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The returns to vocational training and academic education: Evidence from Tanzania

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  • Godius Kahyarara
  • Francis Teal

Abstract

In this paper we ask what can account for the continuing strong preference for academic education in Africa where the level of development is so low and there are few wage jobs and which form of educational investment, the academic or vocational, is most profitable. We argue that the answers to these questions are linked through the shape of the earnings function and the importance of firm effects. High levels of academic education have far higher returns than those available either from vocational or lower levels of academic. However at lower levels the vocational return can exceed the academic.

Suggested Citation

  • Godius Kahyarara & Francis Teal, 2008. "The returns to vocational training and academic education: Evidence from Tanzania," CSAE Working Paper Series 2008-07, Centre for the Study of African Economies, University of Oxford.
  • Handle: RePEc:csa:wpaper:2008-07
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    References listed on IDEAS

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    Citations

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    Cited by:

    1. Gundersen, Sara, 2016. "Disappointing returns to education in Ghana: A test of the robustness of OLS estimates using propensity score matching," International Journal of Educational Development, Elsevier, vol. 50(C), pages 74-89.
    2. Todd Pugatch, 2014. "Safety valve or sinkhole? Vocational schooling in South Africa," IZA Journal of Labor & Development, Springer;Forschungsinstitut zur Zukunft der Arbeit GmbH (IZA), vol. 3(1), pages 1-31, December.
    3. Herrera, Santiago & Badr, Karim, 2011. "Why does the productivity of education vary across individuals in Egypt ? firm size, gender, and access to technology as sources of heterogeneity in returns to education," Policy Research Working Paper Series 5740, The World Bank.
    4. Assaad, Ragui & Krafft, Caroline, 2015. "Is free basic education in Egypt a reality or a myth?," International Journal of Educational Development, Elsevier, vol. 45(C), pages 16-30.
    5. Carla Haelermans & Lex Borghans, 2012. "Wage Effects of On-the-Job Training: A Meta-Analysis," British Journal of Industrial Relations, London School of Economics, pages 502-528.
    6. Christophe Muller & Christophe J. Nordman, 2012. "Wages and On-the-Job Training in Tunisia," AMSE Working Papers 1222, Aix-Marseille School of Economics, Marseille, France.
    7. Rita Almeida & Marta Faria, 2014. "The wage returns to on-the-job training: evidence from matched employer-employee data," IZA Journal of Labor & Development, Springer;Forschungsinstitut zur Zukunft der Arbeit GmbH (IZA), pages 1-33.
    8. Francis Teal, 2016. "Are apprenticeships beneficial in sub-Saharan Africa?," IZA World of Labor, Institute for the Study of Labor (IZA), pages 268-268.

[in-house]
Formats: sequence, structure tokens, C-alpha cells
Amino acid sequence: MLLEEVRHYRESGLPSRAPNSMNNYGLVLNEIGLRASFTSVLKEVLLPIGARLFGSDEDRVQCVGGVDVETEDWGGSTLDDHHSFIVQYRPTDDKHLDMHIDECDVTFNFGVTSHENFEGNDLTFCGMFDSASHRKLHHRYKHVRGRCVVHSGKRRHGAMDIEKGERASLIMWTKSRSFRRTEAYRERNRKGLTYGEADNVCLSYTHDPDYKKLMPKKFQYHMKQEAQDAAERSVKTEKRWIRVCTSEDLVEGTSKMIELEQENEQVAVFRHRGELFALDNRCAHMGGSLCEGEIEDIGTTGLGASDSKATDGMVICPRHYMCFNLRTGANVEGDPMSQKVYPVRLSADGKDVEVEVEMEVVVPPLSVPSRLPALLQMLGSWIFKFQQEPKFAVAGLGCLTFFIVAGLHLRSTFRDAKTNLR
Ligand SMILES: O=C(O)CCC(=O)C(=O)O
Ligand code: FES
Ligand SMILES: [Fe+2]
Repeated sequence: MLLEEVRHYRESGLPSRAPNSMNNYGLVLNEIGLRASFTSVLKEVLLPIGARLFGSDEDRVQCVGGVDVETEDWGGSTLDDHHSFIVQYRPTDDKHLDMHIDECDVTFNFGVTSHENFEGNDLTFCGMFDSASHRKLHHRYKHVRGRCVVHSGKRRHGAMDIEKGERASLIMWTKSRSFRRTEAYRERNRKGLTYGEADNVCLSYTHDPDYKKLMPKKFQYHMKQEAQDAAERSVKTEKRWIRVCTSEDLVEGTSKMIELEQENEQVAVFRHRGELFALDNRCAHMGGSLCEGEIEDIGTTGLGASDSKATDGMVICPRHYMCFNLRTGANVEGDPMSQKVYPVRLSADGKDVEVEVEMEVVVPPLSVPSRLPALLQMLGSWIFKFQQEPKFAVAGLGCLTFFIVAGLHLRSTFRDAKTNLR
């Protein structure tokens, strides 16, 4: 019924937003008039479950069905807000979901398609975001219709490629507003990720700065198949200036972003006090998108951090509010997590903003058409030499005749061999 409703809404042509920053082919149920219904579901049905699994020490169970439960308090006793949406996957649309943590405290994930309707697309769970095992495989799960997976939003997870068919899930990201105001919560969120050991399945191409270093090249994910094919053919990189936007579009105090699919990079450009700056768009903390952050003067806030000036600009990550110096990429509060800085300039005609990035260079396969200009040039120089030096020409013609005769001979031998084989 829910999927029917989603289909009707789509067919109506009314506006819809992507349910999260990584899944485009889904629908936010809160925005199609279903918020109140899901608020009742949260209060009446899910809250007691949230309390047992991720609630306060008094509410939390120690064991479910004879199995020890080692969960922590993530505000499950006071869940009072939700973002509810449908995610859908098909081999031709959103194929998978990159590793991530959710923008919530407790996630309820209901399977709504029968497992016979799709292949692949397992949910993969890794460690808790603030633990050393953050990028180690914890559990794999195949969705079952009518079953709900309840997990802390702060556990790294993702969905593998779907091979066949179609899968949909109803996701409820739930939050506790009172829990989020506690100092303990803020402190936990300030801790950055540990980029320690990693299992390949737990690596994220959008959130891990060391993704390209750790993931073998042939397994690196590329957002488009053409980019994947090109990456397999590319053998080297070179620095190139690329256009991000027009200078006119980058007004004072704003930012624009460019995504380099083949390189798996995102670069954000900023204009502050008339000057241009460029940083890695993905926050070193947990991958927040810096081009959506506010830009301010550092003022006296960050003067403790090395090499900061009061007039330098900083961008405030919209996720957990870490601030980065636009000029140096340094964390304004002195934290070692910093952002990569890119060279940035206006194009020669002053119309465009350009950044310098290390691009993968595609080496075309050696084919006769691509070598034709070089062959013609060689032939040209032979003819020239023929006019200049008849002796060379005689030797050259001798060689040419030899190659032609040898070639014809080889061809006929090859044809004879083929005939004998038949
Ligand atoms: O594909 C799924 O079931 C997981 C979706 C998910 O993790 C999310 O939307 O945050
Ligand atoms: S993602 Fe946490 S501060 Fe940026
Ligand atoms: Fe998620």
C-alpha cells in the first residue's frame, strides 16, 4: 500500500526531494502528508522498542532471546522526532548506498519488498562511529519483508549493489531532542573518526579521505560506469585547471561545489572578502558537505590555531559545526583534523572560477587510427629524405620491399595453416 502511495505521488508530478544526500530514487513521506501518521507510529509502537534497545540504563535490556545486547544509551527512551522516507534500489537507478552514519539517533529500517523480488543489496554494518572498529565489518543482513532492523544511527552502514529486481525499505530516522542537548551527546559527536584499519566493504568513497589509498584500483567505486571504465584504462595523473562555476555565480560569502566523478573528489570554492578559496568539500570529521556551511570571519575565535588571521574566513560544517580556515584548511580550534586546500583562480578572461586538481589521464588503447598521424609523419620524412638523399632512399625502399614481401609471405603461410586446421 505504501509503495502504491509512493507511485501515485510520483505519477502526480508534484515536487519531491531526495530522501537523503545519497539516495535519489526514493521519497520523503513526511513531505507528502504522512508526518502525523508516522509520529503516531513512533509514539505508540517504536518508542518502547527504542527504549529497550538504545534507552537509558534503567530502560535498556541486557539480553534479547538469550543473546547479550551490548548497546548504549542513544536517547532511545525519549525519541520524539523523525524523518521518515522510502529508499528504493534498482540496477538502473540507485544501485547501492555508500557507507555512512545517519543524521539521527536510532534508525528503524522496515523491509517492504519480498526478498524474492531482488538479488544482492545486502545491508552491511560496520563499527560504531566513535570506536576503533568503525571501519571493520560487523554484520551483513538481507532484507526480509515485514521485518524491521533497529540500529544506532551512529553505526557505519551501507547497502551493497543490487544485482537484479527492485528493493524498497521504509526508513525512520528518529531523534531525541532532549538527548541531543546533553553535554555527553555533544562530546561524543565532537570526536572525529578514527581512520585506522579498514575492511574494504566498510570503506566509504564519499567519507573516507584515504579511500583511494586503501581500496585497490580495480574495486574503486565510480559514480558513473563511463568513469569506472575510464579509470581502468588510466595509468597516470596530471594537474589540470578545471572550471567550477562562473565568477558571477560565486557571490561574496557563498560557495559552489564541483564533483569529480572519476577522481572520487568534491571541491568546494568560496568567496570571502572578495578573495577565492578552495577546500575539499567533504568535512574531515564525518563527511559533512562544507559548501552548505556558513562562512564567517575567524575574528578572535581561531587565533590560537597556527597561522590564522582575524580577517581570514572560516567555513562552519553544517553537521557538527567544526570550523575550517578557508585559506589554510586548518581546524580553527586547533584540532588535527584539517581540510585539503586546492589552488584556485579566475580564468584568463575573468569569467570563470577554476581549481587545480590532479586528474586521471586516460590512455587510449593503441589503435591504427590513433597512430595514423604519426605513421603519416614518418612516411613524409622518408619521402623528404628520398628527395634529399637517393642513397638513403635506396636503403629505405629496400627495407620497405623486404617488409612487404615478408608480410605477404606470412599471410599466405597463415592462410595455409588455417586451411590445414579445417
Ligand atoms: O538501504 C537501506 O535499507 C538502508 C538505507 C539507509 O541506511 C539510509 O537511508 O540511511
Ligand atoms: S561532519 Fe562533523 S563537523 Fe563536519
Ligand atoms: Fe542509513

9. Benedikte Bjerge & Nina Torm & Neda Trifkovic, 2016. "Gender matters: Private sector training in Vietnamese SMEs," WIDER Working Paper Series 149, World Institute for Development Economic Research (UNU-WIDER).
    10. Teal, Francis, 2011. "The price of labour and understanding the causes of poverty," Labour Economics, Elsevier, vol. 18(S1), pages 7-15.
    11. David Newhouse & Daniel Suryadarma, 2011. "The Value of Vocational Education: High School Type and Labor Market Outcomes in Indonesia," World Bank Economic Review, World Bank Group, vol. 25(2), pages 296-322, May.
    12. Zara Liaqat & Jeffrey Nugent, 2015. "Under-provision of private training by MENA firms: what to Do about It?," IZA Journal of Labor & Development, Springer;Forschungsinstitut zur Zukunft der Arbeit GmbH (IZA), vol. 4(1), pages 1-29, December.
    13. Karina Mahirda & Heni Wahyuni, 2016. "Returning To General And Vocational High-Schools In Indonesia," Review of Economic and Business Studies, Alexandru Ioan Cuza University, Faculty of Economics and Business Administration, issue 18, pages 9-28, December.
    14. Mahmoud K. El-Jafari, 2010. "Efficiency and Effectiveness of Palestinian Vocational Education and Training," Working Papers 571, Economic Research Forum, revised 11 Jan 2010.
    15. Falco, Paolo & Kerr, Andrew & Rankin, Neil & Sandefur, Justin & Teal, Francis, 2011. "The returns to formality and informality in urban Africa," Labour Economics, Elsevier, vol. 18(S1), pages 23-31.
    16. Torun, Huzeyfe & Tumen, Semih, 2017. "Do Vocational High School Graduates Have Better Employment Outcomes than General High School Graduates?," IZA Discussion Papers 10507, Institute for the Study of Labor (IZA).
    17. Calvès, Anne E. & Kobiané, Jean-François & N’Bouké, Afiwa, 2013. "Privatization of Education and Labor Force Inequality in Urban Francophone Africa: The Transition from School to Work in Ouagadougou," World Development, Elsevier, vol. 47(C), pages 136-148.

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